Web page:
Thethree last days are the happiest days.
A B C D
b. The my lovely little black cat doesn’t knowhow to catch mice.
Four examples above illustrate clearly how teachers may use word order in a noun phrase to check students’ knowledge. In sentence (a), B is the mistake and can be corrected as “last three”, not “three last” because ordinal numbers come before cardinal numbers. Like sentence (a), (b) has “the” as a redundant element because “the” and “my” (possessive adjective) don’t come together in the same context. Hence, we just omit “the” to have the correct answer. In addition, sentence (c) checks students’ knowledge of the order of adjective. Certainly, C is the mistake and we change it into “terrific American” instead of “American terrific”. However, sometimes students may be cheated when they catch sight of the adjectives that stand right after the head noun and believe confidently that is wrong as in (d). At first sight, students may choose D as their best answer because they are taught that adjectives stand in front of the noun and then have a wrong choice. In contrast, if they know the adjective may come after the noun as a result of relative clause reduction (anything that is strange and unusual), they won’t make that mistake.
So, in (d), B is wrong and corrected as “handsome fat American man” instead of “American handsome fat man”.
General speaking, teacher can base on the knowledge of word order to design tasks for students and students will have chances to consolidate and practice their knowledge of structure in phrases and sentences.
One more benefit of the word order in noun phrase is found out in teaching reading skill, especially in TOEFL and IELTS. When facing a very long and incomprehensible noun phrase such as “the gorgeous giant spiral ancient reddish brick citadel named Co Loa”, learners are surely puzzled and dizzy. Consequently, they can’t understand what the reading text is about. In contrast, if teachers notice this and tell learners to leave out the sub-parts comes before (the gorgeous giant spiral ancient reddish brick) as well as after (named Co Loa), then focus mainly on the head “citadel”. By this way, the phrase will become simpler and students can understand what is mentioned in the reading text. It is significant; thus, for students to know where the head noun is and its modifiers in a noun phrase.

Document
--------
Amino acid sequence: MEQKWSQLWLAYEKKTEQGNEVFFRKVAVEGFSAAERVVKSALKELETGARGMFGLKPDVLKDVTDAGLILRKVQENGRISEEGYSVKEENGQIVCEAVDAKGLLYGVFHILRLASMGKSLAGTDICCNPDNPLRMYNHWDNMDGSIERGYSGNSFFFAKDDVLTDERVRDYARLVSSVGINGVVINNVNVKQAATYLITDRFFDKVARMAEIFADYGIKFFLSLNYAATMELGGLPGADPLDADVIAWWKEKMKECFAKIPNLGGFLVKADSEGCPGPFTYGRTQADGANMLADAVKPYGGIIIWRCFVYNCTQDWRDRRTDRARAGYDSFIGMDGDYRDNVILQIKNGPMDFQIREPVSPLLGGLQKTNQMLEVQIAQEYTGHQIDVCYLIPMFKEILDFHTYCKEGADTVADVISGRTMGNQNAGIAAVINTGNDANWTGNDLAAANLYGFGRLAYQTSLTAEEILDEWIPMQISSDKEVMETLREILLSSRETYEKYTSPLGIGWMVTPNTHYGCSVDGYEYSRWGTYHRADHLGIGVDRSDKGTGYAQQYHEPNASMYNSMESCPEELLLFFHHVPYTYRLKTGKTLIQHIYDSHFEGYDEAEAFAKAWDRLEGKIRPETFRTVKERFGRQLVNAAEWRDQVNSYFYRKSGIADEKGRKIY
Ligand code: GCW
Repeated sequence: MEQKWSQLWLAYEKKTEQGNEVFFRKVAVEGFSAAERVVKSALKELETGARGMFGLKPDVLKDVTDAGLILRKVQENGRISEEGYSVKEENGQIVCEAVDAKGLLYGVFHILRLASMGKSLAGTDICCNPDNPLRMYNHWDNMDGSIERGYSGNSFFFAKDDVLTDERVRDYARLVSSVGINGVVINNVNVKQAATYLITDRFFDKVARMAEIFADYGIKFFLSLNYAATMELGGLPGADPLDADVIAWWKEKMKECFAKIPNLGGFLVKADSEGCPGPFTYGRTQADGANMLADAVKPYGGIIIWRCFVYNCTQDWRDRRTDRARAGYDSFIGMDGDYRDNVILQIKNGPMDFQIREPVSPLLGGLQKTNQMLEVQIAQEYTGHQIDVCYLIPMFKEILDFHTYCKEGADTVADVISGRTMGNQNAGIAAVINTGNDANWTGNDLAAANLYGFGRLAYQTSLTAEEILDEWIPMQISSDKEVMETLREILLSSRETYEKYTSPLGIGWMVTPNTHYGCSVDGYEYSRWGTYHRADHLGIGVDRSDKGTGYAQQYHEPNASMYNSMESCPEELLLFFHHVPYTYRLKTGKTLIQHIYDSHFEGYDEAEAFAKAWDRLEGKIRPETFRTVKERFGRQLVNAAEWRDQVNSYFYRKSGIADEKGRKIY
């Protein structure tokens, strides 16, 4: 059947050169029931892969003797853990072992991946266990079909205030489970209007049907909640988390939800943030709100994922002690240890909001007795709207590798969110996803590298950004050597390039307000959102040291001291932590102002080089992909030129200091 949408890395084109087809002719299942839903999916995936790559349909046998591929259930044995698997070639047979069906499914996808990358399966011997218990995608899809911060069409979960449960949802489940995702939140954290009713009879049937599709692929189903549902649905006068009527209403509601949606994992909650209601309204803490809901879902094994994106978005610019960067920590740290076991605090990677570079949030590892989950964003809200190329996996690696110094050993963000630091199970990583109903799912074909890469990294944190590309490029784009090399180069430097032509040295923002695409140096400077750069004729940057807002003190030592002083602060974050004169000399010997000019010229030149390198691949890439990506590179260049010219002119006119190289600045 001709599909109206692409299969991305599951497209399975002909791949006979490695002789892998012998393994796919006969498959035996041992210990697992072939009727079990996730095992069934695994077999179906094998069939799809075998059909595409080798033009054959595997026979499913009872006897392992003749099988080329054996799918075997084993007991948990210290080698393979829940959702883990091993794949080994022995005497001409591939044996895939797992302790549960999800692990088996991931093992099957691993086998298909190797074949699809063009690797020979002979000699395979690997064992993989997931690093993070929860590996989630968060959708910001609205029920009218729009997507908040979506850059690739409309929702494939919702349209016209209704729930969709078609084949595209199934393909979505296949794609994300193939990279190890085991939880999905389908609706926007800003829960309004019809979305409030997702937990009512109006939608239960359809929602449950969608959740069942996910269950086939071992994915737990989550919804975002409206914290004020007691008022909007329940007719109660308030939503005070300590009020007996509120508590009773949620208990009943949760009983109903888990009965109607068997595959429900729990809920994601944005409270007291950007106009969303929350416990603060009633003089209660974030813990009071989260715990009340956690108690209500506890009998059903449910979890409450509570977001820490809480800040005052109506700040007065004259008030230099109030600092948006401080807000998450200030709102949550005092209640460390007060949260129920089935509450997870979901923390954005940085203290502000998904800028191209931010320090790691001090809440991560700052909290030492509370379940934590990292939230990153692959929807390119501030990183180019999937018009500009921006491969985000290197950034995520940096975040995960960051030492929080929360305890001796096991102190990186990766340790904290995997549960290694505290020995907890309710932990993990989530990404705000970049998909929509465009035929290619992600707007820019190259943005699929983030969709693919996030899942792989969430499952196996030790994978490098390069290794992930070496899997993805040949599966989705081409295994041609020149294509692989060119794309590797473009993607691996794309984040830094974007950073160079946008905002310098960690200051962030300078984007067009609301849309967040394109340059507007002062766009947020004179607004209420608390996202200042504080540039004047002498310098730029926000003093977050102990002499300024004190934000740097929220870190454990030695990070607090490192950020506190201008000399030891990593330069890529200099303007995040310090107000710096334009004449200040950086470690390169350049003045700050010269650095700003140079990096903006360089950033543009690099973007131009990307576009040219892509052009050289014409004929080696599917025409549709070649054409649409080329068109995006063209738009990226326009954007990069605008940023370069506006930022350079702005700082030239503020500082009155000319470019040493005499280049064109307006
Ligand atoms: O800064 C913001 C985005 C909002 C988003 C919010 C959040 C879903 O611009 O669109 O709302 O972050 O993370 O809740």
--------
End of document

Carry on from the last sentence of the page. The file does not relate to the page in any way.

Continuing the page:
In conclusion, although noun phrase in English and Vietnamese has the same general structure, that is, pre-mod., head, post-head. , they are unlike in the order of pre-modifiers and post –modifiers in particular. In English, articles, demonstratives, possessives, ordinal numbers, adjectives, noun modifiers come before the head noun while those same elements come after in Vietnamese. Despite that, sometimes adjectives may lies after the head noun and the noun modifiers may come before the head in Vietnamese as mentioned above. This dissimilarity results from differences in logical thinking of the two cultures. Simple as these things are, they‘re very helpful for teachers and learners. Because English teaching and learning in Vietnamese high schools emphasizes on the exactness of grammar, this research will help me, a teacher-to-be, have a stable knowledge of English structure to retransmit it to my future students correctly. As for students, knowing dissimilarities and similarities in the word order between the two languages lead them to be more confident in writing and in communication, to form a natural and quick reflex in speaking and thinking in English and overcome the difficulties they may encounter in English learning.
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Mai, N.C., Vu, D.N., & Hoang, T.P. (2006). Co so ngon ngu hoc va tieng Viet. Ho Chi Minh city: Education Publishing House.
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.Pham, Phu Dung (2009). Some experiences in teaching the order of adjectives of the English language effectively. Retrieved December 10, 2009, from http://giaoan.violet.vn/present/showprint/entry_id/974781